I do not tolerate my Tysabri infusions well, I have been on it for 21 months. My neurologist has talked to me about switching to Ocrevus but I am not sure. I have only been on Tysabri, it took 6 months to get my MS under control and stop having relapses after starting it, so he does not want to put me on anything less potent. My main concern is the increased risk of cancer, specifically breast cancer which due to family history I am already in a high risk category. I also am concerned that in the time between stopping the Tysabri and starting the Ocrevus I may relapse. I should also mention I am JC virus negative at this time.
My usual preference is to continue with Tysabri unless one of the following occurs:
1. It is not working: This does not appear to be the case with you
2. It is too risky: Again, this doesn’t appear to be the case with you. Too risky would mean you are high titer positive for JC virus antibodies and on therapy for more than 2 year or you have a history of immunosuppression
3. It is not tolerated despite efforts to lessen side effects. You mention not being able to tolerate Tysabri but do not mention the specific problem(s) you are experiencing. Problems with infusions can often be handled with premedication and problems between infusion can often be handled by increasing the interval between infusions to 8 weeks.
If you really can not tolerate Tysabri despite best efforts to lessen side effects (persistent side effects are very uncommon with this treatment), Ocrevus and Rituximab are great options, if your MS Specialist believes you have a high risk of relapsing in the first 6 months after stopping Tysabri. If you are not in a high risk for relapse group, then Gilenya and tecfidera are also options.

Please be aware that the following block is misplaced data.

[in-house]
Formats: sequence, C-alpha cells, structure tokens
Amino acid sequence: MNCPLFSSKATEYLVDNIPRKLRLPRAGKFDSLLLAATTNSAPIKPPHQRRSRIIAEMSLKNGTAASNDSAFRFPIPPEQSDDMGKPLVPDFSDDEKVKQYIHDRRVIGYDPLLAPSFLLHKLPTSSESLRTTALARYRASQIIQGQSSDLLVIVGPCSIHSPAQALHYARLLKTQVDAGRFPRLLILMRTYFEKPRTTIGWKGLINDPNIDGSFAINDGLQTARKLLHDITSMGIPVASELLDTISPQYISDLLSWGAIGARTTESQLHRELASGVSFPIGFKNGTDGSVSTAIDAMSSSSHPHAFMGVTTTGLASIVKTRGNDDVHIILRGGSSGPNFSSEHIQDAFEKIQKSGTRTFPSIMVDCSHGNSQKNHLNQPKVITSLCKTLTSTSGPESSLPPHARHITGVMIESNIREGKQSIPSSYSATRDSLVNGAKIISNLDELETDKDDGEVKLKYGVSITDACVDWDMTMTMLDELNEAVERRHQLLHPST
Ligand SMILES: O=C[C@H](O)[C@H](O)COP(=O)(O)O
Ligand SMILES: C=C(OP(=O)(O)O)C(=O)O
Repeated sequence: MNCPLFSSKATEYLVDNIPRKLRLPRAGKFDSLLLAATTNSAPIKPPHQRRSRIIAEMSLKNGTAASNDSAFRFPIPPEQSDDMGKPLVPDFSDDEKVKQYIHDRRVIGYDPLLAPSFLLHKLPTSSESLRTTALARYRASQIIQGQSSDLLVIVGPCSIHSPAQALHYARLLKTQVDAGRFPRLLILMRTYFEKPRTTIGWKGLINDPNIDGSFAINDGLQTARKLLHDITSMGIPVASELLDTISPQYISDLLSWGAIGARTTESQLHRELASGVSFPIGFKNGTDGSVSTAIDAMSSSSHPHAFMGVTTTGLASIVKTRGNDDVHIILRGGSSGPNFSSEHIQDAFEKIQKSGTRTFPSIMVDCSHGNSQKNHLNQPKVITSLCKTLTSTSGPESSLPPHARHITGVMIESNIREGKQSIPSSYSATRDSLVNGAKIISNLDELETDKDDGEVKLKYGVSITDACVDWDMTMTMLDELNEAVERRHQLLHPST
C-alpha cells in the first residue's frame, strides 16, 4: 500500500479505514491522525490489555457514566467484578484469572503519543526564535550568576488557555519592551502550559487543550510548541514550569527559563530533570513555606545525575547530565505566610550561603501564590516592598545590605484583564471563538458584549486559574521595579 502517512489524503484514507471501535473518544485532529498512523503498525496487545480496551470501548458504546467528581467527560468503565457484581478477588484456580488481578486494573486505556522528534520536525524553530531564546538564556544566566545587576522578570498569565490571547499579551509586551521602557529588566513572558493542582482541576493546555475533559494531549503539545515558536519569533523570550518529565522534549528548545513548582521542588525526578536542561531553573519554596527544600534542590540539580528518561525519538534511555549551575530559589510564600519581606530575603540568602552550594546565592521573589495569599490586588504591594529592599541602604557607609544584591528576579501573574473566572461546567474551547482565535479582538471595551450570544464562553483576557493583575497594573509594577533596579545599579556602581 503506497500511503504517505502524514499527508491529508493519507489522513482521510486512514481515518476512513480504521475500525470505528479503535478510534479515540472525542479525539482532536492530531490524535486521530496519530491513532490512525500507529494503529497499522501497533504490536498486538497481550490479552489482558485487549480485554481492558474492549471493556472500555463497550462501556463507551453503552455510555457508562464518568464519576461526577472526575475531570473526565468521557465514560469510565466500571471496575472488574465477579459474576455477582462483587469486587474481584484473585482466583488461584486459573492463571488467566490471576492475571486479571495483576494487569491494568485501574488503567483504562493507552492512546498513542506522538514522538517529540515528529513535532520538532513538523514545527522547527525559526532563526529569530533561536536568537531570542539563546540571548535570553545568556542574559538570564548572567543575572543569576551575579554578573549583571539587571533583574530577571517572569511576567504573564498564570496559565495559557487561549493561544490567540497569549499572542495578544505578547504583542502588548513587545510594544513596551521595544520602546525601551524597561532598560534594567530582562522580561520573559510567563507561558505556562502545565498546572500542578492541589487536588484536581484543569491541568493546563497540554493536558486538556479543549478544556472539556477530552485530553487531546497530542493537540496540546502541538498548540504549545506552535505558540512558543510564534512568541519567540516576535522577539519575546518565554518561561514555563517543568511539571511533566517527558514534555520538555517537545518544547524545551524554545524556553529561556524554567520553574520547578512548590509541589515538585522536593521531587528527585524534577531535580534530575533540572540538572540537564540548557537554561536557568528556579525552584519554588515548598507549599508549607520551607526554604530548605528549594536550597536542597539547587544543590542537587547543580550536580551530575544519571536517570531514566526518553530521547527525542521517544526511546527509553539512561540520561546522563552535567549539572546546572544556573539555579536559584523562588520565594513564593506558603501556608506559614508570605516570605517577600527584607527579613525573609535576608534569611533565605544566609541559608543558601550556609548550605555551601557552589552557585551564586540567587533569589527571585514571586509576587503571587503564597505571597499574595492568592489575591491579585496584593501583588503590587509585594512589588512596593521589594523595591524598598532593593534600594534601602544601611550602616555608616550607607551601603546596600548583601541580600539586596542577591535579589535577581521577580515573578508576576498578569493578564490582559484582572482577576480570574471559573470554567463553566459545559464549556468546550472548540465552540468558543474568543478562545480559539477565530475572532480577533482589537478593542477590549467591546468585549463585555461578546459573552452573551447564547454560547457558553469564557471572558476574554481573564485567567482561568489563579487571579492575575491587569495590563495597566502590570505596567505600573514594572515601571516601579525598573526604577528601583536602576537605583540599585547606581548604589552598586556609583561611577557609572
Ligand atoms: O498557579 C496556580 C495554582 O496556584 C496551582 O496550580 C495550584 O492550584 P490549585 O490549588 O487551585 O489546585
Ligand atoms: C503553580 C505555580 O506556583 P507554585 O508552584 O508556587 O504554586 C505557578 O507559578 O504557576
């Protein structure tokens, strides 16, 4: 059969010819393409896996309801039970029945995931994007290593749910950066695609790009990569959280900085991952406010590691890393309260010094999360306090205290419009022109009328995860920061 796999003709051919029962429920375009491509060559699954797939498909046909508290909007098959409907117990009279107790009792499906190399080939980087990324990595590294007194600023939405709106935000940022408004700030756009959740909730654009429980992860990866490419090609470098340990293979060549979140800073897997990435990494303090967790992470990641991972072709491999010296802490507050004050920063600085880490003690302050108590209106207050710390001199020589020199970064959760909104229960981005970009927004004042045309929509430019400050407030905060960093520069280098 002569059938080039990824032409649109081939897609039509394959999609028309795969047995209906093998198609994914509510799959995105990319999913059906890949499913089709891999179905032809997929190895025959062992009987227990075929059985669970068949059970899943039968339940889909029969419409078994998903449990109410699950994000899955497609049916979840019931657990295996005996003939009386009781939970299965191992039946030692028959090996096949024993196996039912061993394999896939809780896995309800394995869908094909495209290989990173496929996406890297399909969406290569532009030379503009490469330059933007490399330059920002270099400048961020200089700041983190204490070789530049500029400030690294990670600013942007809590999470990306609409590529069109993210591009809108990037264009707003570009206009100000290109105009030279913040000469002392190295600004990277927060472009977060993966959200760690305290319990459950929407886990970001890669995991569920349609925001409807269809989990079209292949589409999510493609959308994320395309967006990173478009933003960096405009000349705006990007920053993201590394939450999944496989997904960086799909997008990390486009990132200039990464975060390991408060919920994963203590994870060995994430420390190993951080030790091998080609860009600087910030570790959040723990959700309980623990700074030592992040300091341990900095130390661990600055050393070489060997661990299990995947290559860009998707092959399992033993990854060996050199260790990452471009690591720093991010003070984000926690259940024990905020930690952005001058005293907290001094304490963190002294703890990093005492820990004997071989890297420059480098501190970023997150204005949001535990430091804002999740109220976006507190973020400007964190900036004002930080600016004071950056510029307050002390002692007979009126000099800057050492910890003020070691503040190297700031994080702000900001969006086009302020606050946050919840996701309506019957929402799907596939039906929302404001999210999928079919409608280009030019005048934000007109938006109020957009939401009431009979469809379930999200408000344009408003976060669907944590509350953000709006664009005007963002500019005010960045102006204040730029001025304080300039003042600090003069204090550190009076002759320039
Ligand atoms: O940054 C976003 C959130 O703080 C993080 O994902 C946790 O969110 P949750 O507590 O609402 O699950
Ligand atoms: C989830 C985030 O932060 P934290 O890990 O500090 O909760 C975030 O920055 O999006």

The potential risk of breast cancer on Ocrevus can be mitigated by frequent breast cancer screening starting before you start treatment. We really do not know at present how to interpret the higher risk of breast cancer observed in the Ocrevus clinical trials. It was unexpected and not observed previously with Rituximab treatment, a therapy very similar to Ocrevus and used since the mid 1990s. The FDA also did not determine that the risk of breast cancer was higher in Ocrevus treated patients than in the general population, although it would take many more people on this treatment followed for a longer period to time to make this determination.
Please discuss these issues further with you MS Specialist and I am sure you can both make a comfortable decision that meets your needs and addresses your concerns.
Revere (Rip) Kinkel MD
Professor of Clinical Neurosciences
Director of the Multiple Sclerosis Program
Clinical Neurosciences Director
University of California San Diego